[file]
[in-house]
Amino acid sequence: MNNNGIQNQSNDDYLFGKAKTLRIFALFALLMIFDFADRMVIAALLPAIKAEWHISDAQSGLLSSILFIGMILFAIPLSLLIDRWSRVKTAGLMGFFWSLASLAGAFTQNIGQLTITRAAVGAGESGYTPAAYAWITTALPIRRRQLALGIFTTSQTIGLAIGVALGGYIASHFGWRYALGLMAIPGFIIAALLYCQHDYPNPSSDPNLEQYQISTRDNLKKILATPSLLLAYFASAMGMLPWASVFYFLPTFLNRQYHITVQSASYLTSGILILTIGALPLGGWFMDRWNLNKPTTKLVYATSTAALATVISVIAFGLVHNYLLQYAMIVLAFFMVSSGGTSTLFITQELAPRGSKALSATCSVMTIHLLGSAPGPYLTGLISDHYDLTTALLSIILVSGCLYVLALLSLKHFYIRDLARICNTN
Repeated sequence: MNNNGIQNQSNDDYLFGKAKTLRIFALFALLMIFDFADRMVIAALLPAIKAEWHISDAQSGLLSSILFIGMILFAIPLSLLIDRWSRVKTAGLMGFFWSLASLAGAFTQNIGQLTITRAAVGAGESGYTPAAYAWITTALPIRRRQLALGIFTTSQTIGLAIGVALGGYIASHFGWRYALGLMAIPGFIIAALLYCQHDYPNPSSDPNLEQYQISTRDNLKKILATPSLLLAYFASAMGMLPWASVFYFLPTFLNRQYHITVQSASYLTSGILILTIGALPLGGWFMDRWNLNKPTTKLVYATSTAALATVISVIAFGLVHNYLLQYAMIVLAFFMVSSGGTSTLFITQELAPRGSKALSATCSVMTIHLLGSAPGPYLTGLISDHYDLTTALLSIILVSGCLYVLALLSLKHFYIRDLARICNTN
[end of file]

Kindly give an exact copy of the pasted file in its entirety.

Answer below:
[in-house]
Amino acid sequence: MNNNGIQNQSNDDYLFGKAKTLRIFALFALLMIFDFADRMVIAALLPAIKAEWHISDAQSGLLSSILFIGMILFAIPLSLLIDRWSRVKTAGLMGFFWSLASLAGAFTQNIGQLTITRAAVGAGESGYTPAAYAWITTALPIRRRQLALGIFTTSQTIGLAIGVALGGYIASHFGWRYALGLMAIPGFIIAALLYCQHDYPNPSSDPNLEQYQISTRDNLKKILATPSLLLAYFASAMGMLPWASVFYFLPTFLNRQYHITVQSASYLTSGILILTIGALPLGGWFMDRWNLNKPTTKLVYATSTAALATVISVIAFGLVHNYLLQYAMIVLAFFMVSSGGTSTLFITQELAPRGSKALSATCSVMTIHLLGSAPGPYLTGLISDHYDLTTALLSIILVSGCLYVLALLSLKHFYIRDLARICNTN
Repeated sequence: MNNNGIQNQSNDDYLFGKAKTLRIFALFALLMIFDFADRMVIAALLPAIKAEWHISDAQSGLLSSILFIGMILFAIPLSLLIDRWSRVKTAGLMGFFWSLASLAGAFTQNIGQLTITRAAVGAGESGYTPAAYAWITTALPIRRRQLALGIFTTSQTIGLAIGVALGGYIASHFGWRYALGLMAIPGFIIAALLYCQHDYPNPSSDPNLEQYQISTRDNLKKILATPSLLLAYFASAMGMLPWASVFYFLPTFLNRQYHITVQSASYLTSGILILTIGALPLGGWFMDRWNLNKPTTKLVYATSTAALATVISVIAFGLVHNYLLQYAMIVLAFFMVSSGGTSTLFITQELAPRGSKALSATCSVMTIHLLGSAPGPYLTGLISDHYDLTTALLSIILVSGCLYVLALLSLKHFYIRDLARICNTN